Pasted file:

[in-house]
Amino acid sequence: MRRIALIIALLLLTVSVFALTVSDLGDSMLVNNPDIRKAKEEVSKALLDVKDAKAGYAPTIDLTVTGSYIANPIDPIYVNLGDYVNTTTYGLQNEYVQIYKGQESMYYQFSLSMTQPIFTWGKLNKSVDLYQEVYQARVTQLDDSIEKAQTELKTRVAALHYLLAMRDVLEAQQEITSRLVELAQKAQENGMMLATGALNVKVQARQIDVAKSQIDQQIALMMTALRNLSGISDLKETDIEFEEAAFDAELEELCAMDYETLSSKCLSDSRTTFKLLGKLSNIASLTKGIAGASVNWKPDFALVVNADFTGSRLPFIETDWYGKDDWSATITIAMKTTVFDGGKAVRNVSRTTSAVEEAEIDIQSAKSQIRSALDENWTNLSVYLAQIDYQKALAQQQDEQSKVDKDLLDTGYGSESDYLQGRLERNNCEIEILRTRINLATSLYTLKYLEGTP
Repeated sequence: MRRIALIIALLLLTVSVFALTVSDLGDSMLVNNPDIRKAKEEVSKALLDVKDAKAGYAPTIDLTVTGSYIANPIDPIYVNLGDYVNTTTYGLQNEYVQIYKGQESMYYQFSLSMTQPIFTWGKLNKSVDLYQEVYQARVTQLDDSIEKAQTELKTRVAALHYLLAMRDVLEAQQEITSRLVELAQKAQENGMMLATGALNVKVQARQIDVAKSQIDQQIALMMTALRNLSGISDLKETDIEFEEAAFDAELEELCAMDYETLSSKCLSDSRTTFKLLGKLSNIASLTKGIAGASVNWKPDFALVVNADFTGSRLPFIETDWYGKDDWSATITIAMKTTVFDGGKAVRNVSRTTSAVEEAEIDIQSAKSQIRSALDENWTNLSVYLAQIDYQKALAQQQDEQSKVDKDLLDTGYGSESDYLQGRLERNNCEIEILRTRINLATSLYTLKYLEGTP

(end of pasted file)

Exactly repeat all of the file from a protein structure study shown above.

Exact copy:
[in-house]
Amino acid sequence: MRRIALIIALLLLTVSVFALTVSDLGDSMLVNNPDIRKAKEEVSKALLDVKDAKAGYAPTIDLTVTGSYIANPIDPIYVNLGDYVNTTTYGLQNEYVQIYKGQESMYYQFSLSMTQPIFTWGKLNKSVDLYQEVYQARVTQLDDSIEKAQTELKTRVAALHYLLAMRDVLEAQQEITSRLVELAQKAQENGMMLATGALNVKVQARQIDVAKSQIDQQIALMMTALRNLSGISDLKETDIEFEEAAFDAELEELCAMDYETLSSKCLSDSRTTFKLLGKLSNIASLTKGIAGASVNWKPDFALVVNADFTGSRLPFIETDWYGKDDWSATITIAMKTTVFDGGKAVRNVSRTTSAVEEAEIDIQSAKSQIRSALDENWTNLSVYLAQIDYQKALAQQQDEQSKVDKDLLDTGYGSESDYLQGRLERNNCEIEILRTRINLATSLYTLKYLEGTP
Repeated sequence: MRRIALIIALLLLTVSVFALTVSDLGDSMLVNNPDIRKAKEEVSKALLDVKDAKAGYAPTIDLTVTGSYIANPIDPIYVNLGDYVNTTTYGLQNEYVQIYKGQESMYYQFSLSMTQPIFTWGKLNKSVDLYQEVYQARVTQLDDSIEKAQTELKTRVAALHYLLAMRDVLEAQQEITSRLVELAQKAQENGMMLATGALNVKVQARQIDVAKSQIDQQIALMMTALRNLSGISDLKETDIEFEEAAFDAELEELCAMDYETLSSKCLSDSRTTFKLLGKLSNIASLTKGIAGASVNWKPDFALVVNADFTGSRLPFIETDWYGKDDWSATITIAMKTTVFDGGKAVRNVSRTTSAVEEAEIDIQSAKSQIRSALDENWTNLSVYLAQIDYQKALAQQQDEQSKVDKDLLDTGYGSESDYLQGRLERNNCEIEILRTRINLATSLYTLKYLEGTP